Lorna Rutto resigned her comfortable banking job in 2009 to start EcoPost, a small plastic recycling business.
Her business uses plastic waste collected from dumpsites and garbage cans across Nairobi to manufacture fencing posts. These posts, which are used to fence houses and forest reserves, are becoming a preferred alternative to timber.
So far, her innovative business idea has created over 7,000 fencing posts, 500 new jobs, generated more than $ 150,000 in yearly revenues, saved over 250 acres of forests and removed more than 1,000 tonnes of plastic waste from the environment.
You should read her inspiring story to find out how she accomplished this amazing feat!
What was the problem?
Waste is a huge problem in many African cities and urban centres.
Lorna noticed that Nairobi, the Kenyan capital city, generates no less than 3,000 metric tonnes of waste every day and about 20 percent of this is usually plastic waste.
Due to a severely underdeveloped waste management culture in Africa, it is a common practice for household, commercial and industrial waste to be illegally dumped in open areas, drains and dumpsites, causing serious harm to humans and the environment.
On the other hand, Lorna saw that Kenya’s forest reserves were fast depleting. The growing demand for timber used in building and construction was putting a lot of pressure on the country’s forests.
Intensive logging over the years has reduced the country’s forest areas to less than 2 percent of the entire land mass, and many tree species are now on the endangered species list. If nothing was done quickly, Kenya would suffer irreparable environmental damage.
If only there was a way to provide a close substitute to timber, a bad situation could be saved from getting worse?
Lorna Rutto’s brilliant solution to the problem…
In the midst of all these problems, Lorna noticed that the demand and price for timber posts was rising due to short supply. Up to 200,000 timber posts were sold in and around Nairobi every month.
If only she could produce an alternative to timber that was nearly as strong, longer lasting, cheaper and environmentally sustainable, she could profit from the lucrative timber market while helping to save Kenya’s endangered forests.
Plastic waste provided the opportunity to create a better alternative to timber.
Using plastic collected from the streets and landfills of Nairobi, her business uses a simple manufacturing technique known as injection moulding to convert shredded and melted plastic into durable and environment-friendly posts.
These posts are sold on the market and used as fencing posts, sign posts and for building and construction purposes.
The business, EcoPost, generates enough revenue to cover its production costs and overheads and is currently very profitable with zero debt.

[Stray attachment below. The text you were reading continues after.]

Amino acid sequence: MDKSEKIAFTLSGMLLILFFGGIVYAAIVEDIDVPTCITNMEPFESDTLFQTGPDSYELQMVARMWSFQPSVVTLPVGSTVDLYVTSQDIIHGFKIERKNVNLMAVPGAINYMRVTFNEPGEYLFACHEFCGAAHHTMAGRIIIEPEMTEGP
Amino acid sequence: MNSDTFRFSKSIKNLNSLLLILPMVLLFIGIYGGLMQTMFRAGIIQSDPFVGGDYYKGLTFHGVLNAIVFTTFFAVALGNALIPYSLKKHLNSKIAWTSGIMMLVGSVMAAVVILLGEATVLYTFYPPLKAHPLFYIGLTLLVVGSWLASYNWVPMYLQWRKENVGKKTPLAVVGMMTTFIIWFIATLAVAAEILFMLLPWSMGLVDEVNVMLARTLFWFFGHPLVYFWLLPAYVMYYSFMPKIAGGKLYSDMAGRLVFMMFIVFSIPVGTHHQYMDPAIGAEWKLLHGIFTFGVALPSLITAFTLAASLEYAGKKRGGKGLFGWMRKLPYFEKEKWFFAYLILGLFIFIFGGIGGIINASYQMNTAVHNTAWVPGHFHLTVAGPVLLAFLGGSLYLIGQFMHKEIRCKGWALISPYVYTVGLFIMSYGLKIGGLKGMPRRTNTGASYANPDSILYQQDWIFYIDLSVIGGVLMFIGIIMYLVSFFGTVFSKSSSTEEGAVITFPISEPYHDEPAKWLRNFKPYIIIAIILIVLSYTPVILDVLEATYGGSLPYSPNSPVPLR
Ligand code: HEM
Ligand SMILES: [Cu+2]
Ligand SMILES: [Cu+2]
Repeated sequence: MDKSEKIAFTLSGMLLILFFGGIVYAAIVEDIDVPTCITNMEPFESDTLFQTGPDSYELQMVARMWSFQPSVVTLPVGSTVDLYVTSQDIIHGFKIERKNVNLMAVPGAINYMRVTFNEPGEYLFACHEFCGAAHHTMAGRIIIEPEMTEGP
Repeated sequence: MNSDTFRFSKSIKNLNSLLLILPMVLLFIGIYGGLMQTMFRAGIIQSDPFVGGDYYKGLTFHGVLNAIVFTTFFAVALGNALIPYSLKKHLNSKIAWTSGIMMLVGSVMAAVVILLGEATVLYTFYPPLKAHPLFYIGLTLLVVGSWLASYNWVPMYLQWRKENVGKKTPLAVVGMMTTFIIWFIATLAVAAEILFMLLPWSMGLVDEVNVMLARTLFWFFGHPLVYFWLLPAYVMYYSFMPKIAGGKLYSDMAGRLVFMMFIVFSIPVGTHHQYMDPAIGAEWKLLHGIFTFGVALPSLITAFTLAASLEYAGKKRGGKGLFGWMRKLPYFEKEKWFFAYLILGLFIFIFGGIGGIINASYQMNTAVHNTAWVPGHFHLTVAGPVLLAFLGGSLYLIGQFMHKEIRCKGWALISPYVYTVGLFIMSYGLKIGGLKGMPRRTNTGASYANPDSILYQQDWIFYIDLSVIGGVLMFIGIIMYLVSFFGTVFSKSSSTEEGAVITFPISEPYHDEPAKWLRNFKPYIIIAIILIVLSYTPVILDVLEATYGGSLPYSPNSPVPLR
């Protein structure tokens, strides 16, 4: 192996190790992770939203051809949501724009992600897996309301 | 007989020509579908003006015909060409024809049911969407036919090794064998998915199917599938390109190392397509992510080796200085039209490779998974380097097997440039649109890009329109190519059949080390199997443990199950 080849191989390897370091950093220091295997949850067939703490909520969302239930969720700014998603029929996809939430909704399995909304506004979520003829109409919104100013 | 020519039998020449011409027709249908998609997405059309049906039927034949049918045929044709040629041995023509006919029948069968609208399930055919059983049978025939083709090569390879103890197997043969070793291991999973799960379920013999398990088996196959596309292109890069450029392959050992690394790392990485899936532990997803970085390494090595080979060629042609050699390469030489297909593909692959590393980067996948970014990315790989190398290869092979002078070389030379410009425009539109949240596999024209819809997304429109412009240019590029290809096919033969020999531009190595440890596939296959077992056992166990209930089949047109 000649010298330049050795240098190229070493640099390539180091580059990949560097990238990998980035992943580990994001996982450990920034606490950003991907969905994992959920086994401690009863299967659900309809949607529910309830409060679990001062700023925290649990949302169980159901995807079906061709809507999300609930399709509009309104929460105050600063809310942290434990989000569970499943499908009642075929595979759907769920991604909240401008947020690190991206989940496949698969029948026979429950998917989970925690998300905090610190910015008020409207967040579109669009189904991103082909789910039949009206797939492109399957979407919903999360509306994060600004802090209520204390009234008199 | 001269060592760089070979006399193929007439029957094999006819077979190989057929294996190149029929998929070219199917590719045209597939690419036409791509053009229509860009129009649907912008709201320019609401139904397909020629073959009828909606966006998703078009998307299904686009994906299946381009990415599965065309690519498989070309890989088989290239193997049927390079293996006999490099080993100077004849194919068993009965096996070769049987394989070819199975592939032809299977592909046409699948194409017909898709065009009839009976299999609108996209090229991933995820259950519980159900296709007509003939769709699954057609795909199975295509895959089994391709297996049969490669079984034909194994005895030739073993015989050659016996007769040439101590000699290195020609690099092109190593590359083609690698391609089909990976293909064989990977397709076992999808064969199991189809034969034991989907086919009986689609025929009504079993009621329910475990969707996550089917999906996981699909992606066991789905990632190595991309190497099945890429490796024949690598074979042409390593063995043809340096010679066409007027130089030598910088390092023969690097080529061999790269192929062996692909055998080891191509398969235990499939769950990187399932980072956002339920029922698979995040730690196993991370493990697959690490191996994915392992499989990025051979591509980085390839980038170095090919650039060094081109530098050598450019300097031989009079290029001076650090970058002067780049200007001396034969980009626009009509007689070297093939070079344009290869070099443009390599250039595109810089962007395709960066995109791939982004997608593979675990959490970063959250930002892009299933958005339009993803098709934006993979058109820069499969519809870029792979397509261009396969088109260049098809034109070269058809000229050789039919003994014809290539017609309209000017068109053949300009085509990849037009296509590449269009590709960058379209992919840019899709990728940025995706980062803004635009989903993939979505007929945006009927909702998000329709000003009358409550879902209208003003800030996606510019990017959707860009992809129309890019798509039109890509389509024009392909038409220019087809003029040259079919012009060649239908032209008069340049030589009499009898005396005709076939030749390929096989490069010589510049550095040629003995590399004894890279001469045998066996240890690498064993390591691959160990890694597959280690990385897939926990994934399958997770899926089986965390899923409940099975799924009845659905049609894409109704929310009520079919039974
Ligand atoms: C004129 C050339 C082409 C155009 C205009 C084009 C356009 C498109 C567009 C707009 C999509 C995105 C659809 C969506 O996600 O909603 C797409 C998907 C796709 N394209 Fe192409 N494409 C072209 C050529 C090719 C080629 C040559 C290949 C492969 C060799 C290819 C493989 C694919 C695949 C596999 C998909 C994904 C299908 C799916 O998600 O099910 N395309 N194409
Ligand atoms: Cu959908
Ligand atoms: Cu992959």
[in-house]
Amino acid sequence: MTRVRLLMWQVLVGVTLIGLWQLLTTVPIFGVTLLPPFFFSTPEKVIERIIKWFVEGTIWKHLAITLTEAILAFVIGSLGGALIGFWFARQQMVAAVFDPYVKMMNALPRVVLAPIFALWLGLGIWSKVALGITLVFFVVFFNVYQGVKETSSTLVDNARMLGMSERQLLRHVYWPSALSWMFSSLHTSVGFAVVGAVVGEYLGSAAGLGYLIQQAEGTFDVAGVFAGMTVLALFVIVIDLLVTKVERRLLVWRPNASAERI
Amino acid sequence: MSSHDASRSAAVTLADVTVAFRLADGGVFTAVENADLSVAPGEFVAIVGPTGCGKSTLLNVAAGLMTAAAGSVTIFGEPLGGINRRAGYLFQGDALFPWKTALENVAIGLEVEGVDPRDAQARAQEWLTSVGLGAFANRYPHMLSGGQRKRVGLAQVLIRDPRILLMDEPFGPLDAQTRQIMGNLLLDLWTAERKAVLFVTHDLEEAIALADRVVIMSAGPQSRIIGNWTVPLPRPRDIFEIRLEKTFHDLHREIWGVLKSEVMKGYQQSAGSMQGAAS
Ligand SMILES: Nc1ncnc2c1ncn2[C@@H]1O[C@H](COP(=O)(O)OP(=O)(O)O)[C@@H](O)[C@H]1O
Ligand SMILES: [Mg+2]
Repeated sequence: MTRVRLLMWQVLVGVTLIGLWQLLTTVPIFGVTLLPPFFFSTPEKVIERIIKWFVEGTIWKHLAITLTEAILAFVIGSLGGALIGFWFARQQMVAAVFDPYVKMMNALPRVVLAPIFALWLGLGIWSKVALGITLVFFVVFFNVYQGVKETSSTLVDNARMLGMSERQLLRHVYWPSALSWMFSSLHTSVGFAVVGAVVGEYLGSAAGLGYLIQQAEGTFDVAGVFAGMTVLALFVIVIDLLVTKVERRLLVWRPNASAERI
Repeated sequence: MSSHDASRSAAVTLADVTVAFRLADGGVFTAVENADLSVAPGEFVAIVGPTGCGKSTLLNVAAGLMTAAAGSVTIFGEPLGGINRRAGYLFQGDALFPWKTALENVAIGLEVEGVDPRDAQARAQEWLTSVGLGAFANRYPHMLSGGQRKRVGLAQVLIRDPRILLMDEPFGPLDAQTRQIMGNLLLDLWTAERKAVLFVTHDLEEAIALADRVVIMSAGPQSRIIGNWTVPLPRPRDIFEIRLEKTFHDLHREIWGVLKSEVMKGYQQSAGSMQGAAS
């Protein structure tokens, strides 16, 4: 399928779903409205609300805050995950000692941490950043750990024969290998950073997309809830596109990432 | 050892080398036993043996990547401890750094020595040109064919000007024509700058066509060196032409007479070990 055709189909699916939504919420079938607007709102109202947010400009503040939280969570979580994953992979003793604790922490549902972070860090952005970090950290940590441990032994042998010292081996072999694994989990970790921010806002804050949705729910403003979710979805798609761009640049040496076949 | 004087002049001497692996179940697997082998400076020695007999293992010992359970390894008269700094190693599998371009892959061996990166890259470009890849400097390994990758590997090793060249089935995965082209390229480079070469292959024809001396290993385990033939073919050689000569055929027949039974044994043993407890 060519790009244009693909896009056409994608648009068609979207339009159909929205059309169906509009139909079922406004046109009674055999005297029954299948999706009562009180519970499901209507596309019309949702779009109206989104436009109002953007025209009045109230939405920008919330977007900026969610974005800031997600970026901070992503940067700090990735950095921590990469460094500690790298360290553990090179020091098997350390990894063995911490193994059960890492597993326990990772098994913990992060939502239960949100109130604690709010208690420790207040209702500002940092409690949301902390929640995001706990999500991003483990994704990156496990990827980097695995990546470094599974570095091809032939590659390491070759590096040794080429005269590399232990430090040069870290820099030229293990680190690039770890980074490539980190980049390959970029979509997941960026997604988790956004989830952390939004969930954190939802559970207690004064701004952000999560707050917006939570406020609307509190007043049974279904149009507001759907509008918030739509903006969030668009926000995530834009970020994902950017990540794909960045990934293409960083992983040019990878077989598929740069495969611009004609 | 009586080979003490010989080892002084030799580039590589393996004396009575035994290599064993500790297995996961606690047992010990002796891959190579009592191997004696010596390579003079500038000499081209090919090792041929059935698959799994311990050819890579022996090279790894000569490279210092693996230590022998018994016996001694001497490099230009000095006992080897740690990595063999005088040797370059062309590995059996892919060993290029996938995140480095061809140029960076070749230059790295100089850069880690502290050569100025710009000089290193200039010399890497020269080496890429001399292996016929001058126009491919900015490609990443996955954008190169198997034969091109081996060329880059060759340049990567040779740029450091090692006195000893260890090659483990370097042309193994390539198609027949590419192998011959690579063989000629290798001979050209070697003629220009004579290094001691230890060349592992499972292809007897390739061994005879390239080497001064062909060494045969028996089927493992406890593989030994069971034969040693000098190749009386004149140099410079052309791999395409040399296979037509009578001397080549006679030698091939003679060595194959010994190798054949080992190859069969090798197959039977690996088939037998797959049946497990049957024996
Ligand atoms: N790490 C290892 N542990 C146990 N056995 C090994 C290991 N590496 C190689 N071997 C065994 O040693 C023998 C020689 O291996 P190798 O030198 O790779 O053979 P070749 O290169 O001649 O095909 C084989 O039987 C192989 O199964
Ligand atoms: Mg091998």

It spends about $0.49 to produce one kilogram and then sells them at twice this price on the market. Lorna’s business has reached nearly $150,000 in yearly revenues but is still facing more demand from the market than it can satisfy. She intends to replicate her success and expand beyond Kenya into other countries in East Africa.
Today, her innovative idea is building wealth, creating jobs for hundreds of Kenyans and preserving the environment.
Within its first eight months of business, EcoPost manufactured more than 5,000 posts from nearly 300 tons of plastic waste, generating 700 jobs and saving roughly 500 trees that would have been cut down.
The short video documentary below features Lorna Rutto telling her inspiring story about how she conceived the idea to transform waste to wealth and her ambitions for the future.
This short video also shows how much she is impacting the lives of previously unemployed people who now work in her factories and act as casual workers collecting and sorting tonnes of plastic waste across Kenya.
Short Documentary – How Lorna Rutto became East Africa’s most innovative waste management entrepreneur
Lorna Rutto: The rewards of innovation and success
Lorna Rotto is the 2011 Sub-Saharan Africa Cartier Laureate. She also won the 2010 Bid Network Nature Challenge Award, 2010 SEED Award and the 2009 Enablis Business Award.
She has also worked with several high profile organisations including the International Labour Organisation (ILO) through which she received business advice, training in writing business plans, sales and marketing awareness.
The ILO also connected Lorna to places and organisations where she could access capital.
The opportunities in Africa’s waste recycling business are huge…
The number of entrepreneurs and businesses involved in waste management and recycling will increase quite rapidly in the future.
As resources like wood become scarcer and climate change remains a strong global challenge, Africans will need to reduce waste and recycle more.
Waste is everywhere; it only requires a bit of creativity and hardwork to create wealth out of it.
Apart from plastics, waste paper, textiles, metal, glass and rubber can be recycled into innovative products that solve a real problem in Africa.
If you’re interested in exploring the full potentials of the waste business, our article: From Waste to Wealth – How to build a profitable business out of Africa’s huge waste market will definitely be a good place to start.
If you believe this type of business will work for you, start working on a business plan and take action as soon as possible. You could also choose from many more amazing business ideas in the Business ideas section of this website.
We would love to hear from you about your successes, challenges, advice and questions. Do not forget to leave a comment in the section below and share this opportunity with your friends.
To your success!